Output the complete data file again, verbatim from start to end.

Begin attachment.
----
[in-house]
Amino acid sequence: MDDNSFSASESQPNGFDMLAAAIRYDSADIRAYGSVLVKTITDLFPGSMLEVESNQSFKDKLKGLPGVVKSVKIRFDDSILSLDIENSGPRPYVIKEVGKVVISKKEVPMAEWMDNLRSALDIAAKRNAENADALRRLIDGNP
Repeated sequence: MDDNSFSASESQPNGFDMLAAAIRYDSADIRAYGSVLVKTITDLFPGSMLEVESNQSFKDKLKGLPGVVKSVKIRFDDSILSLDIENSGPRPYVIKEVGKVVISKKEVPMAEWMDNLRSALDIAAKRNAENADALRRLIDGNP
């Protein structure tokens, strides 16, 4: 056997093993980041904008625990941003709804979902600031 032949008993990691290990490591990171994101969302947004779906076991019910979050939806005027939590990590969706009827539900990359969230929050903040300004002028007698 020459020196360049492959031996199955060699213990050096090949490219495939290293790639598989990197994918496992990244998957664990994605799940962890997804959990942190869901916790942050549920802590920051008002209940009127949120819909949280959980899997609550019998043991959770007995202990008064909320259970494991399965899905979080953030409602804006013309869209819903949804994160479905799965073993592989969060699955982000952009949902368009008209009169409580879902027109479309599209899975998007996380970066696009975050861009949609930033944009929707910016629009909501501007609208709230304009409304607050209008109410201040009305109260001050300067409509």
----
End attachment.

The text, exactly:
[in-house]
Amino acid sequence: MDDNSFSASESQPNGFDMLAAAIRYDSADIRAYGSVLVKTITDLFPGSMLEVESNQSFKDKLKGLPGVVKSVKIRFDDSILSLDIENSGPRPYVIKEVGKVVISKKEVPMAEWMDNLRSALDIAAKRNAENADALRRLIDGNP
Repeated sequence: MDDNSFSASESQPNGFDMLAAAIRYDSADIRAYGSVLVKTITDLFPGSMLEVESNQSFKDKLKGLPGVVKSVKIRFDDSILSLDIENSGPRPYVIKEVGKVVISKKEVPMAEWMDNLRSALDIAAKRNAENADALRRLIDGNP
């Protein structure tokens, strides 16, 4: 056997093993980041904008625990941003709804979902600031 032949008993990691290990490591990171994101969302947004779906076991019910979050939806005027939590990590969706009827539900990359969230929050903040300004002028007698 020459020196360049492959031996199955060699213990050096090949490219495939290293790639598989990197994918496992990244998957664990994605799940962890997804959990942190869901916790942050549920802590920051008002209940009127949120819909949280959980899997609550019998043991959770007995202990008064909320259970494991399965899905979080953030409602804006013309869209819903949804994160479905799965073993592989969060699955982000952009949902368009008209009169409580879902027109479309599209899975998007996380970066696009975050861009949609930033944009929707910016629009909501501007609208709230304009409304607050209008109410201040009305109260001050300067409509």